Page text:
I also had the good fortune to cross paths with another interesting fellow whom you should know about.  James Kanoff, 22, a Stanford student, started Farm Link with a group of like-minded peers during the pandemic.  They help distribute excess produce from farms into the mouths of the hungry.  Check them out and see if you can be part of Generation (wh)Y Not, too.  If you’re lucky, you just might meet someone new! 

https://www.farmlinkproject.org/about-us

DANCING GIRLS AND CLOWNS

Recently, I stumbled upon this lesser known Lautrec.  The poor girl looks like she has listened to one, too many pandemic horror stories and been subjected to one, too many whiny diatribes from You-Know-Who.  Turns out I wasn’t far off.  Toulouse painted this exhausted, brothel girl after one of her clients left.  He normally painted dancing girls and clowns.  Frankly, we could use more of both in our present climate.

The media makes me feel like that girl: worn out and used.  Once the bastion of fair and unbiased reporting, it has become a phony backdrop of half-truths and innuendo, propped up by financiers who pull the strings of pretty puppets and push private agendas.  I don’t want to see some poor, old man’s hair dye running down his face.  I’d rather watch paint dry.  Between the political rancor and various ‘movements’ all jockeying for position, it’s a wonder any of us are still standing let alone sane.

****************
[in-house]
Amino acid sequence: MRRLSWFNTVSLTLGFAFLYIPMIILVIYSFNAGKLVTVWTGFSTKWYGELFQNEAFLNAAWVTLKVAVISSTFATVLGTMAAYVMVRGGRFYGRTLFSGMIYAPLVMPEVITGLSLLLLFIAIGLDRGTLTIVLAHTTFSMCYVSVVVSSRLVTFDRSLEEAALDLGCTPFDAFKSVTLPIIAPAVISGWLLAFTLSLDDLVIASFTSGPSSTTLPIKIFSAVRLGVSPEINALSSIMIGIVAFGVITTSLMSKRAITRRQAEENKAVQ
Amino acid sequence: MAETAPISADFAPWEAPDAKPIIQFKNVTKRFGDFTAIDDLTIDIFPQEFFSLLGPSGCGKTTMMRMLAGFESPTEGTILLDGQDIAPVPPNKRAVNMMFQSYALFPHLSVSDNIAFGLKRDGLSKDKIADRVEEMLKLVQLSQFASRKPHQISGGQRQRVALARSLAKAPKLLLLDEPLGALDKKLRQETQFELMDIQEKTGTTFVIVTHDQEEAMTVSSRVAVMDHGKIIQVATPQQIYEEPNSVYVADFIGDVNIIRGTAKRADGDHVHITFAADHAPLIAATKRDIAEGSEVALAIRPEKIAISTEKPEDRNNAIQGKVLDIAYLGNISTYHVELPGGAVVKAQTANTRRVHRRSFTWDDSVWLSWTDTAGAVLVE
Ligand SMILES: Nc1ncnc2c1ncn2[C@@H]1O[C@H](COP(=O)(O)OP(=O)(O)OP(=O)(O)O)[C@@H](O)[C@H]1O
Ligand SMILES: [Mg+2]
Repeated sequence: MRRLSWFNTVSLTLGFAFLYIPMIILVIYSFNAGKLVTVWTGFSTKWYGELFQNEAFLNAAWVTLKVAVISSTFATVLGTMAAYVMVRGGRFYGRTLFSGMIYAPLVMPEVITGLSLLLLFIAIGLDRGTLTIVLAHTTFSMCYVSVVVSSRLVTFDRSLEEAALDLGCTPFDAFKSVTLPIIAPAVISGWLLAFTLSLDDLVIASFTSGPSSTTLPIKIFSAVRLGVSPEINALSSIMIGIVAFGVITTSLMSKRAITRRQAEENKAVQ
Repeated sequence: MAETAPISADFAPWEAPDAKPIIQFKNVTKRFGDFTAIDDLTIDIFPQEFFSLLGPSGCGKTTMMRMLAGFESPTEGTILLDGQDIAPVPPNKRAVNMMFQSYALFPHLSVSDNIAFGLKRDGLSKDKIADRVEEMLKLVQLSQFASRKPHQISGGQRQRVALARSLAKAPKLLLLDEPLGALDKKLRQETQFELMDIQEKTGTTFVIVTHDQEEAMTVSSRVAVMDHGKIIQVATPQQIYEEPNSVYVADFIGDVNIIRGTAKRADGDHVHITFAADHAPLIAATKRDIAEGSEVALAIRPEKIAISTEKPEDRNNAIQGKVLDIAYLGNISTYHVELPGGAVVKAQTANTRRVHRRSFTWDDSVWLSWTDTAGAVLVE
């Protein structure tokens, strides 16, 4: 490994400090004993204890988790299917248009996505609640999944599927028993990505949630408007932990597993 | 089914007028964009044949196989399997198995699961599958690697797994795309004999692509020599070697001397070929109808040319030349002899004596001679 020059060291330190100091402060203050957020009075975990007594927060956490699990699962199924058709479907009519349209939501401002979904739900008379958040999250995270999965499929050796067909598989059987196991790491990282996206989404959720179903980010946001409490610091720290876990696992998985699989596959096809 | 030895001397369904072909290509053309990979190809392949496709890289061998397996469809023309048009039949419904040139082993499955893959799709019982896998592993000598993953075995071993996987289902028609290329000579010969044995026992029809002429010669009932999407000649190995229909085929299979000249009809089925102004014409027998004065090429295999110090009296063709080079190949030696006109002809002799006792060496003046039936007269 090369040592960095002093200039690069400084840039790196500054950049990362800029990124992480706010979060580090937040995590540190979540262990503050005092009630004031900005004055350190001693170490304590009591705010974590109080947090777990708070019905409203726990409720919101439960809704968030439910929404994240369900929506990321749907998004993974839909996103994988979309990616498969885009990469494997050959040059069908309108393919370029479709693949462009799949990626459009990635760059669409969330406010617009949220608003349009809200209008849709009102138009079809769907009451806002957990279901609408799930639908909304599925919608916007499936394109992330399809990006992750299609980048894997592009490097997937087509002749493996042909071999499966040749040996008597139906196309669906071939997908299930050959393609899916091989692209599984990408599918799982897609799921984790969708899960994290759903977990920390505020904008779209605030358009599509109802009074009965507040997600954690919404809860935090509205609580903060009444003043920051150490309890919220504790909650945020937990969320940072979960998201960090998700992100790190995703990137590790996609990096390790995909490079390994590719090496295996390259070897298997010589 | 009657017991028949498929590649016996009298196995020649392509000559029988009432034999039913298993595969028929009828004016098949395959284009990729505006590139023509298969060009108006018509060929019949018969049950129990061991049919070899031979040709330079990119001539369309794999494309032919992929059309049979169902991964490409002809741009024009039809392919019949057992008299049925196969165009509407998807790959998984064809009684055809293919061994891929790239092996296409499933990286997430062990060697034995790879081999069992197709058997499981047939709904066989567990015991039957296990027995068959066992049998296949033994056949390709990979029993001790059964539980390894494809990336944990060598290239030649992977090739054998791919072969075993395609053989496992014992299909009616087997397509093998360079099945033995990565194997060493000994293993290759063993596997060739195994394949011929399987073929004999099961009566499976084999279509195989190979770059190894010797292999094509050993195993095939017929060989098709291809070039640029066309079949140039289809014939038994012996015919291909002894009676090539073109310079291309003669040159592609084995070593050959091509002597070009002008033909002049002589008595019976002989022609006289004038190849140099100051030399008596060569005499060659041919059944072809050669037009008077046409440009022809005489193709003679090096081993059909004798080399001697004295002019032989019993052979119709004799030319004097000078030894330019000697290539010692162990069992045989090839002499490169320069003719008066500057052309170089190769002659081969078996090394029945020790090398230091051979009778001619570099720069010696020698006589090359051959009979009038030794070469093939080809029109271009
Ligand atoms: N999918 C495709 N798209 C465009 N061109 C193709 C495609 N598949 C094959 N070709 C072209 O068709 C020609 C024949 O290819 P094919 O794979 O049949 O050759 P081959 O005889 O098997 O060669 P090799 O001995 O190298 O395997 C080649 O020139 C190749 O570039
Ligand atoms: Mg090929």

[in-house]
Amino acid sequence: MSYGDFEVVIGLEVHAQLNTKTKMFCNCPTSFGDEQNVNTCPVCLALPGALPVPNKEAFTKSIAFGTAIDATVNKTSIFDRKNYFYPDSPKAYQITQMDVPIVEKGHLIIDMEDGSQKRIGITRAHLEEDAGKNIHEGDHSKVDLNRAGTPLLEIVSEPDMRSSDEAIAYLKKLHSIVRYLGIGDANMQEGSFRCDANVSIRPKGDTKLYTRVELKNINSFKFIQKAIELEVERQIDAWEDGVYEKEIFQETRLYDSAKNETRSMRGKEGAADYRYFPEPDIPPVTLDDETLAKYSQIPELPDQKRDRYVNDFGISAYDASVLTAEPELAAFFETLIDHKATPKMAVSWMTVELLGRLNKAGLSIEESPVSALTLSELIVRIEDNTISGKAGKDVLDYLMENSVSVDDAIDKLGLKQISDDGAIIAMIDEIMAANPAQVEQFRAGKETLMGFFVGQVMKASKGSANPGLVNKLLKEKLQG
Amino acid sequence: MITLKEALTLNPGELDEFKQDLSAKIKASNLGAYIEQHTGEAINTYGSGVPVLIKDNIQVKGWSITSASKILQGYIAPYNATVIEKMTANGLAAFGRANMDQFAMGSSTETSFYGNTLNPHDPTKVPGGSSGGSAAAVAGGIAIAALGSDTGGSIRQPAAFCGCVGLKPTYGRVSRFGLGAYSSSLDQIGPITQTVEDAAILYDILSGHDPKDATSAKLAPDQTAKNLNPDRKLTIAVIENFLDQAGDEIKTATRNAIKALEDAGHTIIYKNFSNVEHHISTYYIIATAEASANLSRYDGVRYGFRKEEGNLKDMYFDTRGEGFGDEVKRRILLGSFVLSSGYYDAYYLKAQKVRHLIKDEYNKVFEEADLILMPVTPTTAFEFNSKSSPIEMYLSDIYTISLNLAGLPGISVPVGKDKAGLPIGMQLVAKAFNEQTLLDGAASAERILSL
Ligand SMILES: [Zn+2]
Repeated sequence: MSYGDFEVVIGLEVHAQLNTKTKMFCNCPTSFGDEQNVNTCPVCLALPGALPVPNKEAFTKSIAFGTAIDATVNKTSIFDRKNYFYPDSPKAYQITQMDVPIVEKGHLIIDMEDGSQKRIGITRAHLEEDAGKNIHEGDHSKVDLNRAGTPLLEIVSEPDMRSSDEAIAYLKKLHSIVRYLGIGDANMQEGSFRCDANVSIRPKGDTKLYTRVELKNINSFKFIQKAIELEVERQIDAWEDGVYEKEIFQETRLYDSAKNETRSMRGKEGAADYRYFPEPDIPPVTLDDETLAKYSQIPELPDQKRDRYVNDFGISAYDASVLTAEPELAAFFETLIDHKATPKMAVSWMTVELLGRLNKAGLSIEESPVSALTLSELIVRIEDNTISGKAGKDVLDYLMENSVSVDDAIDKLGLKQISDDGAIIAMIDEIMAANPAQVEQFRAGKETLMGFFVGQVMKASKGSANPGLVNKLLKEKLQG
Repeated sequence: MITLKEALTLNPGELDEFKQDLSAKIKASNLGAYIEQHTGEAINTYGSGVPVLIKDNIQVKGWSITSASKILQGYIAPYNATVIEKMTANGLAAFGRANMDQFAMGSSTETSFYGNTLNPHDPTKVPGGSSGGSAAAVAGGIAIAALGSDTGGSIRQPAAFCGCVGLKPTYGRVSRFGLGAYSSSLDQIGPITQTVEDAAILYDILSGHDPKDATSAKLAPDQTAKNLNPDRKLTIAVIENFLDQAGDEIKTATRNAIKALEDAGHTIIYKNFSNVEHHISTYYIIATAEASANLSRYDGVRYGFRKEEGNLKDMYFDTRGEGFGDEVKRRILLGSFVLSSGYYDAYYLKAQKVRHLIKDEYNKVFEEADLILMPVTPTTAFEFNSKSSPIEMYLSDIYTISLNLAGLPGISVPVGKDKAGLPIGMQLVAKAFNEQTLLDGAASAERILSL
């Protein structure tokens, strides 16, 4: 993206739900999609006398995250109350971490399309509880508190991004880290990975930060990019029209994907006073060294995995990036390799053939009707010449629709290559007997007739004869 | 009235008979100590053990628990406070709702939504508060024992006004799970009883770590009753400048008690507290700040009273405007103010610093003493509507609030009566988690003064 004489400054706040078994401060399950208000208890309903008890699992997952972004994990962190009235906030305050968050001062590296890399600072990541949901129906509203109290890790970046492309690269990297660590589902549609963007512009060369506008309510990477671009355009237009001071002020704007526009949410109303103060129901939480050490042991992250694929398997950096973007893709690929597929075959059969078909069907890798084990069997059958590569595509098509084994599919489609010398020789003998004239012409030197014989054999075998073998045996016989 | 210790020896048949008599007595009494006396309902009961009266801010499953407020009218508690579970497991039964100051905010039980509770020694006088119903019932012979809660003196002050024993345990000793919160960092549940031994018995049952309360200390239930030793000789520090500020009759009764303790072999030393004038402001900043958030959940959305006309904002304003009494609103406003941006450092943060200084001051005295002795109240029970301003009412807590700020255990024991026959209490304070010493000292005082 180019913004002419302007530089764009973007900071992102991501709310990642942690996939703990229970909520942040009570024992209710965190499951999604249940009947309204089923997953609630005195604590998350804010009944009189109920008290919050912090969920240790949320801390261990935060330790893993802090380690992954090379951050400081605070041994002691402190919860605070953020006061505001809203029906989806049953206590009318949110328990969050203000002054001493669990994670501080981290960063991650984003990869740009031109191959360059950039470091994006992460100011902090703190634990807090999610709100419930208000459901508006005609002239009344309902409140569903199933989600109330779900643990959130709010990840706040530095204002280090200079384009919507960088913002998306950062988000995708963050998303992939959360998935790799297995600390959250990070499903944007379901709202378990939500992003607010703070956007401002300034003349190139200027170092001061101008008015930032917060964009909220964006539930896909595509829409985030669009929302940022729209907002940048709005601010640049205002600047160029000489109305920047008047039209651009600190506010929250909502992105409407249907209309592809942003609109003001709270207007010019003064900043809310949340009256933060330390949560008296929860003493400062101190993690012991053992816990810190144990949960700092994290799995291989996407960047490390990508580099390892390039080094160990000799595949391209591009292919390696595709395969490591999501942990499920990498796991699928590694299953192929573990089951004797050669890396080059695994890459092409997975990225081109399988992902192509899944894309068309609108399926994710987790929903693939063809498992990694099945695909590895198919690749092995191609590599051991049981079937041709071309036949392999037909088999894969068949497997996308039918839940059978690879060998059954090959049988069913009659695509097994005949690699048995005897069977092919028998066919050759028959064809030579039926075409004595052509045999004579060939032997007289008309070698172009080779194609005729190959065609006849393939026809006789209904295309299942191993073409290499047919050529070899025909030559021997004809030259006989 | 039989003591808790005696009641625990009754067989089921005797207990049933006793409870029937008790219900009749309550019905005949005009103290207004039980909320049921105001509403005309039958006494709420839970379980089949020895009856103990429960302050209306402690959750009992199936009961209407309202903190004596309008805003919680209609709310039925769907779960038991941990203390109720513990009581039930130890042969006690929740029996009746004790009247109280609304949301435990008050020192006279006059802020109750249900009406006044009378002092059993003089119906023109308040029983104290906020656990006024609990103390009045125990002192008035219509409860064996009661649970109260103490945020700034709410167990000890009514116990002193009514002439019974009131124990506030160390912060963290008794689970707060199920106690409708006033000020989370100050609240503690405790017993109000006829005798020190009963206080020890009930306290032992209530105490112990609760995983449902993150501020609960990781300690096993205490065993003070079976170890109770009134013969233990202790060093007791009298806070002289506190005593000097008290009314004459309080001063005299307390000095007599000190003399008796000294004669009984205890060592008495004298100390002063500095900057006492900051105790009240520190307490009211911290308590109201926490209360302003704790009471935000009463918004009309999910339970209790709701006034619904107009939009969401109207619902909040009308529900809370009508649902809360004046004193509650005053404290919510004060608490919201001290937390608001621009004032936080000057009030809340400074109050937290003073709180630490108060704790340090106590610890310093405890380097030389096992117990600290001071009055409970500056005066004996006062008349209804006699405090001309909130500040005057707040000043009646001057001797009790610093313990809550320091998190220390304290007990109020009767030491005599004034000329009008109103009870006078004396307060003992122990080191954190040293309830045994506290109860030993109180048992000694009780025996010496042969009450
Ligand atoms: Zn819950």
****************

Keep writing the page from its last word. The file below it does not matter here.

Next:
So, in this year of closing down and closing in, I refuse to close up. *  Since I must now provide my own levity, this has been my day so far:  

  1. I sat on my windowsill outside and made strange, bird noises in order to entice the birds to my feeder faster.  An elderly couple, who walk by often, suddenly stopped as I twittered on.  She raised a single, tentative finger as if to say, ‘Are you OK?’  I gave her a thumbs up.
  2. Upon entering my local coffee shop, I said, to no one in particular, “Isn’t this just wonderful?”  People stopped talking and looked up at me expectantly.  “We’re still ALIVE!” 
  3. I walked on the ‘wrong’ side of the bike path because I felt like it.  (Not to worry, there have been no bikes for weeks due to construction.)  However, a haughty woman fast-walked past me and barked, “You’re on the wrong side!”  “Oh, No!  What side is the RIGHT side?”  I asked her.